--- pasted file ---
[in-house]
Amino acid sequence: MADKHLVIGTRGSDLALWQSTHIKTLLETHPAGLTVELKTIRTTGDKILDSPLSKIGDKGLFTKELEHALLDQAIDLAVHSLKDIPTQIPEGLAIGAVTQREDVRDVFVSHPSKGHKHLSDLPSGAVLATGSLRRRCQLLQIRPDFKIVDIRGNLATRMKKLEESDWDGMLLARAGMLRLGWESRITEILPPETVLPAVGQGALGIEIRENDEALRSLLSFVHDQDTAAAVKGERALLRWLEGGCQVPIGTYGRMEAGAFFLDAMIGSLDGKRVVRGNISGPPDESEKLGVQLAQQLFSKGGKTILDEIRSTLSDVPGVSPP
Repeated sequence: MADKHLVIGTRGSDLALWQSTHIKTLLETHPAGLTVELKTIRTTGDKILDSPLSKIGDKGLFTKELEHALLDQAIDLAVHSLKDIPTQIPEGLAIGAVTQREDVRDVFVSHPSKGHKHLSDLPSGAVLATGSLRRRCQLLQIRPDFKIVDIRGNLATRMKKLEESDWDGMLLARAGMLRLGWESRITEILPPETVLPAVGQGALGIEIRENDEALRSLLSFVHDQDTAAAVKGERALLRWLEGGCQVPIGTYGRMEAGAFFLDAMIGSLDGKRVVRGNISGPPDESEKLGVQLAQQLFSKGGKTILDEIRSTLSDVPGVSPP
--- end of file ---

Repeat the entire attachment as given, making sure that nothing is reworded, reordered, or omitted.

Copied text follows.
[in-house]
Amino acid sequence: MADKHLVIGTRGSDLALWQSTHIKTLLETHPAGLTVELKTIRTTGDKILDSPLSKIGDKGLFTKELEHALLDQAIDLAVHSLKDIPTQIPEGLAIGAVTQREDVRDVFVSHPSKGHKHLSDLPSGAVLATGSLRRRCQLLQIRPDFKIVDIRGNLATRMKKLEESDWDGMLLARAGMLRLGWESRITEILPPETVLPAVGQGALGIEIRENDEALRSLLSFVHDQDTAAAVKGERALLRWLEGGCQVPIGTYGRMEAGAFFLDAMIGSLDGKRVVRGNISGPPDESEKLGVQLAQQLFSKGGKTILDEIRSTLSDVPGVSPP
Repeated sequence: MADKHLVIGTRGSDLALWQSTHIKTLLETHPAGLTVELKTIRTTGDKILDSPLSKIGDKGLFTKELEHALLDQAIDLAVHSLKDIPTQIPEGLAIGAVTQREDVRDVFVSHPSKGHKHLSDLPSGAVLATGSLRRRCQLLQIRPDFKIVDIRGNLATRMKKLEESDWDGMLLARAGMLRLGWESRITEILPPETVLPAVGQGALGIEIRENDEALRSLLSFVHDQDTAAAVKGERALLRWLEGGCQVPIGTYGRMEAGAFFLDAMIGSLDGKRVVRGNISGPPDESEKLGVQLAQQLFSKGGKTILDEIRSTLSDVPGVSPP